This article explores the violence surrounding the collapse of the Munster plantation in 1598. It situates this event in the wider context of violence in early modern Ireland, and highlights both similarities and differences in the behaviour seen there, and in other, better-explored Irish episodes of violence. It also argues that while the memory of those earlier settlers was apparently forgotten or silenced, violence in 1598 played a significant part in how later violent incidents in Ireland were narrated, particularly the 1641 rebellion, and that consequently Munster played an important role in New English identity-building in the early modern period. OPEN ACCESS.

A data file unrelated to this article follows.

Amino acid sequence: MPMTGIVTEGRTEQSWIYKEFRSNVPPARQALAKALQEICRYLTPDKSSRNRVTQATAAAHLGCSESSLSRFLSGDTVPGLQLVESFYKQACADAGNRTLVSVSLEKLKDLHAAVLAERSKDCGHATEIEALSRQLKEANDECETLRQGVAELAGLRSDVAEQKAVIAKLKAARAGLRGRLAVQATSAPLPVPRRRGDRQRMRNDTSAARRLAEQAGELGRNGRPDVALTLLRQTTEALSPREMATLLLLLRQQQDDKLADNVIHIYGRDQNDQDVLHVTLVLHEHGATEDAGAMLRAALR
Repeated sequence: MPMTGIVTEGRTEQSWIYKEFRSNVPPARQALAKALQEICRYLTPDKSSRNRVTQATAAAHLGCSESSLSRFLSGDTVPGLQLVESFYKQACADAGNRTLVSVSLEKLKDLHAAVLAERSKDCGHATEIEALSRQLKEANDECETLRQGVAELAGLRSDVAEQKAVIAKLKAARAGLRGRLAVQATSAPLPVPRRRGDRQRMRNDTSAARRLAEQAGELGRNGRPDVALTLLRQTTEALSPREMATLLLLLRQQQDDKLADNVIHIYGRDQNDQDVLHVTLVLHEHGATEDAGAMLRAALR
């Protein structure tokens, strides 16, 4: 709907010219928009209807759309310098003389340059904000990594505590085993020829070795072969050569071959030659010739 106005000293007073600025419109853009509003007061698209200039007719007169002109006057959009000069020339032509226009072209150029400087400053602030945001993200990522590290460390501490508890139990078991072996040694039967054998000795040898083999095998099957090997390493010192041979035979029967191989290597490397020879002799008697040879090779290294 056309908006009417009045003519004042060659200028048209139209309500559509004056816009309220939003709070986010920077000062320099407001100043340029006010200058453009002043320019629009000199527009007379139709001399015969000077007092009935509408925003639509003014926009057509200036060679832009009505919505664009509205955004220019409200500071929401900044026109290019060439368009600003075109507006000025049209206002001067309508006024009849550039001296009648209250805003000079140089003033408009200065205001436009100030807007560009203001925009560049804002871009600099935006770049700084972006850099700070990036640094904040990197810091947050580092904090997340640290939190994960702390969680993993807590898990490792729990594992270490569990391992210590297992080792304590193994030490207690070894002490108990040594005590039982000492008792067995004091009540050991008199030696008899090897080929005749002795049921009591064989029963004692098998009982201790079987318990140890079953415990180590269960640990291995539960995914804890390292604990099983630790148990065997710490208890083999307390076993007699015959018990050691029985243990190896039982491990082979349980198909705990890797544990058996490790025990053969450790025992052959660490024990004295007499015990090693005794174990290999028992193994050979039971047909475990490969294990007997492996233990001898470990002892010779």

n 1891, southern Russia experienced a famine which affected 30–40 million people in an area the size of France, killing 650,000 in the highest estimates. The response of the Russian government was widely criticized by both opponents within Russia and observers abroad. This article analyses the response of the British liberal press and the Quaker relief fund, considering how the famine and its causes were presented with respect to the tsarist government’s culpability and ideas of Russian backwardness. It goes on to show how the framing of Quaker relief work highlighted these ideas of Russian underdevelopment and mismanagement, and advanced a liberal internationalist position within Britain. It is argued that we cannot explain the appeal of humanitarianism purely by its aesthetics of suffering and sympathy, but must also look to a wider range of social and political values held by its protagonists.